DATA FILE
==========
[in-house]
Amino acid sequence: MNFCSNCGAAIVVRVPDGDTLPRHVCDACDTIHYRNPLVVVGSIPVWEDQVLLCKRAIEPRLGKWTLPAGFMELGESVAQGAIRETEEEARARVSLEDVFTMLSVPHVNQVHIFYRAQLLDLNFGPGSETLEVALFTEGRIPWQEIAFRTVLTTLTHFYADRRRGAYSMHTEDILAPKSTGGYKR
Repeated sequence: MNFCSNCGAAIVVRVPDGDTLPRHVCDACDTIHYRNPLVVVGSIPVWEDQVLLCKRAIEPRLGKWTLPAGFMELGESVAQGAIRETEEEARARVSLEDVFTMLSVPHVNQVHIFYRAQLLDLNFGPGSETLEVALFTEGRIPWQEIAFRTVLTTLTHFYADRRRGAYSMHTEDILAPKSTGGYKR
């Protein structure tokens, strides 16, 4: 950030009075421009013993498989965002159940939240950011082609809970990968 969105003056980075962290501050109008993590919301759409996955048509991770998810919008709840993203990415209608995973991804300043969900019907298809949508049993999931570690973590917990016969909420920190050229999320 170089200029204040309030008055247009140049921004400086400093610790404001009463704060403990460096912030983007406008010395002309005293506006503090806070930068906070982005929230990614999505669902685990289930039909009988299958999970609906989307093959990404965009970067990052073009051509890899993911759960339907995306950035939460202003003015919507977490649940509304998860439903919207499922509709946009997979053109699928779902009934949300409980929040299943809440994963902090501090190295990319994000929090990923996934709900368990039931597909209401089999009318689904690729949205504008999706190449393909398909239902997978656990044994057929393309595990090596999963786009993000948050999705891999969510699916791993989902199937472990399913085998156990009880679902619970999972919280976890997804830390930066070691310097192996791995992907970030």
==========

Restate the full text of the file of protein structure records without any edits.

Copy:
[in-house]
Amino acid sequence: MNFCSNCGAAIVVRVPDGDTLPRHVCDACDTIHYRNPLVVVGSIPVWEDQVLLCKRAIEPRLGKWTLPAGFMELGESVAQGAIRETEEEARARVSLEDVFTMLSVPHVNQVHIFYRAQLLDLNFGPGSETLEVALFTEGRIPWQEIAFRTVLTTLTHFYADRRRGAYSMHTEDILAPKSTGGYKR
Repeated sequence: MNFCSNCGAAIVVRVPDGDTLPRHVCDACDTIHYRNPLVVVGSIPVWEDQVLLCKRAIEPRLGKWTLPAGFMELGESVAQGAIRETEEEARARVSLEDVFTMLSVPHVNQVHIFYRAQLLDLNFGPGSETLEVALFTEGRIPWQEIAFRTVLTTLTHFYADRRRGAYSMHTEDILAPKSTGGYKR
């Protein structure tokens, strides 16, 4: 950030009075421009013993498989965002159940939240950011082609809970990968 969105003056980075962290501050109008993590919301759409996955048509991770998810919008709840993203990415209608995973991804300043969900019907298809949508049993999931570690973590917990016969909420920190050229999320 170089200029204040309030008055247009140049921004400086400093610790404001009463704060403990460096912030983007406008010395002309005293506006503090806070930068906070982005929230990614999505669902685990289930039909009988299958999970609906989307093959990404965009970067990052073009051509890899993911759960339907995306950035939460202003003015919507977490649940509304998860439903919207499922509709946009997979053109699928779902009934949300409980929040299943809440994963902090501090190295990319994000929090990923996934709900368990039931597909209401089999009318689904690729949205504008999706190449393909398909239902997978656990044994057929393309595990090596999963786009993000948050999705891999969510699916791993989902199937472990399913085998156990009880679902619970999972919280976890997804830390930066070691310097192996791995992907970030």